area usually staked out by just one male mountain lion. here, there's often a mix of a dozen or so males and females. >> bob wayne: it's a family you wouldn't want to belong to. >> whitaker: bob wayne is an evolutionary biologist at ucla. using dna from the blood samples taken by the park service, primarily in the santa monica mountains, his scientists have built a family tree, unlocking some strange and deadly secrets. >> wayne: it's just rife with incestuous matings. it's not a healthy situation. >> whitaker: the dna shows males are mating with their own offspring. and killing them, as well. sometimes, even killing their mates. and that doesn't happen in the wild normally? >> wayne: rarely. both the incest and this excessive amount of strife are very unusual. >> whitaker: you think that is all because of this limited amount of space they have? >> wayne: it is. >> whitaker: and on some primal
level, they long for more space. at least 13 have been killed in traffic in recent years, trying to move on. it's a double-edged sword-- being penned in, the lions can't get out to the wide-open spaces away from the city; and the incestuous inbreeding will only get worse if lions from the wilderness can't get in to mate and strengthen the gene pool. but there is a possible solution. it's an ambitious plan to build the animals an overpass on the 101 freeway to open up a migration route. it's been done elsewhere in the world- this one crosses the trans-canada highway in banff national park. at the proposed site on the 101, the freeway is ten lanes wide, traveled by 175,000 cars a day. it would be a complicated, costly project. >> riley: it would be an amazing statement to say, "okay, we care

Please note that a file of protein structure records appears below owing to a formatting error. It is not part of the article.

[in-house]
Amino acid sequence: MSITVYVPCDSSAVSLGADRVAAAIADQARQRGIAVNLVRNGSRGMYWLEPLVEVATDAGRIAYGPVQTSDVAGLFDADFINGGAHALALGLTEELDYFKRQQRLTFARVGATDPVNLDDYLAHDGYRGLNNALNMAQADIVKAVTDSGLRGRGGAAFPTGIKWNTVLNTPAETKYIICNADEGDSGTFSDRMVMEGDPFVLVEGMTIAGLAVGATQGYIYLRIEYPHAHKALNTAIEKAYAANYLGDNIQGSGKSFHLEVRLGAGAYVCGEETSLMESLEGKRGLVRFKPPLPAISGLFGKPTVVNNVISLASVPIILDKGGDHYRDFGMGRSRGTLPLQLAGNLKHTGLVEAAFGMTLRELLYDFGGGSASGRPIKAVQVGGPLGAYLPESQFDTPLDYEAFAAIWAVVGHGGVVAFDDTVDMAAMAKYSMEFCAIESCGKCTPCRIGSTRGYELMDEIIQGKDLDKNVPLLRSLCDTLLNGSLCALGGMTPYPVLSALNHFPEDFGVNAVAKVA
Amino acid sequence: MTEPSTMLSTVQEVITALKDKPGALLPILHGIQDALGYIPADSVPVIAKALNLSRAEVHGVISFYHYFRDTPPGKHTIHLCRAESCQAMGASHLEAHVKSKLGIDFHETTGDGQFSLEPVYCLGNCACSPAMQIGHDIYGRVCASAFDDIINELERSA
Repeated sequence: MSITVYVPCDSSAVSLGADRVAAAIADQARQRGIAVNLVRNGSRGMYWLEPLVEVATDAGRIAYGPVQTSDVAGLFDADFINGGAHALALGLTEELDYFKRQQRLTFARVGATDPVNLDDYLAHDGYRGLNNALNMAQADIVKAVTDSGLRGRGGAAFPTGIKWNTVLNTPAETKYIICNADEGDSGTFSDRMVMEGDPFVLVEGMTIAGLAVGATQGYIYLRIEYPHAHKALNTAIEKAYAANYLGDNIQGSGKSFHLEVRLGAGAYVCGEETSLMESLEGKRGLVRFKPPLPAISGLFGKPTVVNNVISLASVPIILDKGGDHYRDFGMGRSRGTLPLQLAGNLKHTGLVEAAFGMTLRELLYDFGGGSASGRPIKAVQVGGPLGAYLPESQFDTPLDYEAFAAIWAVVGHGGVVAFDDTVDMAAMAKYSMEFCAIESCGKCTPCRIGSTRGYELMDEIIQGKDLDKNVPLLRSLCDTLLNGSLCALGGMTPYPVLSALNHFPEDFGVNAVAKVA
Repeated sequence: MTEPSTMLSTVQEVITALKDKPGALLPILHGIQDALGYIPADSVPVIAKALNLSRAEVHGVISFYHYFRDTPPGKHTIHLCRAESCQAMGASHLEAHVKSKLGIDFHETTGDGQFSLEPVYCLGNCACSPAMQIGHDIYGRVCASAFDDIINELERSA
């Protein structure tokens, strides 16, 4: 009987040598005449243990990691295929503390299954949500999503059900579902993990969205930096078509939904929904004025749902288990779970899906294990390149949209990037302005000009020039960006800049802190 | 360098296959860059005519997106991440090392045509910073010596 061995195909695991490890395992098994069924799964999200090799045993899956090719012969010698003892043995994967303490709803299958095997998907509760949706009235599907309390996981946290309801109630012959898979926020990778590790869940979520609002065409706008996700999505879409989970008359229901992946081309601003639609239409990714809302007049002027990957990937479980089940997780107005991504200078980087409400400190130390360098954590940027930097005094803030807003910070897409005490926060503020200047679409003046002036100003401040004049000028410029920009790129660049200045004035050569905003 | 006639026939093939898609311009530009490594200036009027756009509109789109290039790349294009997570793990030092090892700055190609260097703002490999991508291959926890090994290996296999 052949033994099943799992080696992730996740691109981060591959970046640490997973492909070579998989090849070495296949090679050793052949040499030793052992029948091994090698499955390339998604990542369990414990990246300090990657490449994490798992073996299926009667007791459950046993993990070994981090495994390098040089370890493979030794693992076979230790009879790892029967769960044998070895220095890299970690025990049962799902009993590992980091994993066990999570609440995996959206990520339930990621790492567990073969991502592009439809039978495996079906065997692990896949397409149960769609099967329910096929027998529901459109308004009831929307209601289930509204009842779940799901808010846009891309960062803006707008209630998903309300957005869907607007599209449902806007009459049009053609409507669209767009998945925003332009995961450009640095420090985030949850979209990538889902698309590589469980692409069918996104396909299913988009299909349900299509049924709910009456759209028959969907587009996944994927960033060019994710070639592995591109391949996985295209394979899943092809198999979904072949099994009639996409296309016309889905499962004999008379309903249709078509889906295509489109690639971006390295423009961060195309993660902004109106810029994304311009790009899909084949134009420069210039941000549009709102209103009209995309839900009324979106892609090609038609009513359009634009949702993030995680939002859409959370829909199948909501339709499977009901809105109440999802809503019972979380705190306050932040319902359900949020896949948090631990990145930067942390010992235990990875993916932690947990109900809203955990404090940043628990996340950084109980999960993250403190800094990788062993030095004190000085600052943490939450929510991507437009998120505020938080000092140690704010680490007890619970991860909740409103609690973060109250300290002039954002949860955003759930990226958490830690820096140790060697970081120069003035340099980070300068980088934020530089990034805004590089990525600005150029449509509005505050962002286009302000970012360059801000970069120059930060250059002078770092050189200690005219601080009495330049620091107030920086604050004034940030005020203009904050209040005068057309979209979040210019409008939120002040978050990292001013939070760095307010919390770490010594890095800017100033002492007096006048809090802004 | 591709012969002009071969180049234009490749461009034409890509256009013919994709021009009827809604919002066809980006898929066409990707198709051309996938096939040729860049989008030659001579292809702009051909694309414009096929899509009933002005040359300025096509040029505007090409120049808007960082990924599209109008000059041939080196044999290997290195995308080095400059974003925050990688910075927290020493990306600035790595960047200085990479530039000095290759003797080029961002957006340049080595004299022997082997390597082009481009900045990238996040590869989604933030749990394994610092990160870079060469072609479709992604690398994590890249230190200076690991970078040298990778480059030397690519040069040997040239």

this much in southern california about wild places and wild animals that we would do this, and make a place for animals to get back and forth. >> whitaker: is that their only hope? >> sikich: pretty much for our santa monica mountain lion population, yes. >> whitaker: and what about future generations? >> sikich: that's a pretty good signal. ( radio collar beeping ) >> whitaker: the beeps are coming from a collared female lion, p-35. researchers think she might have a newborn kitten or two at one gps location where she's been spending a lot of time. when the signals show p-35 is a safe distance away from the spot, jeff sikich moves in, working on sheer intuition, looking for a needle in a haystack. and he finds it-- a feisty three-and-a-half week old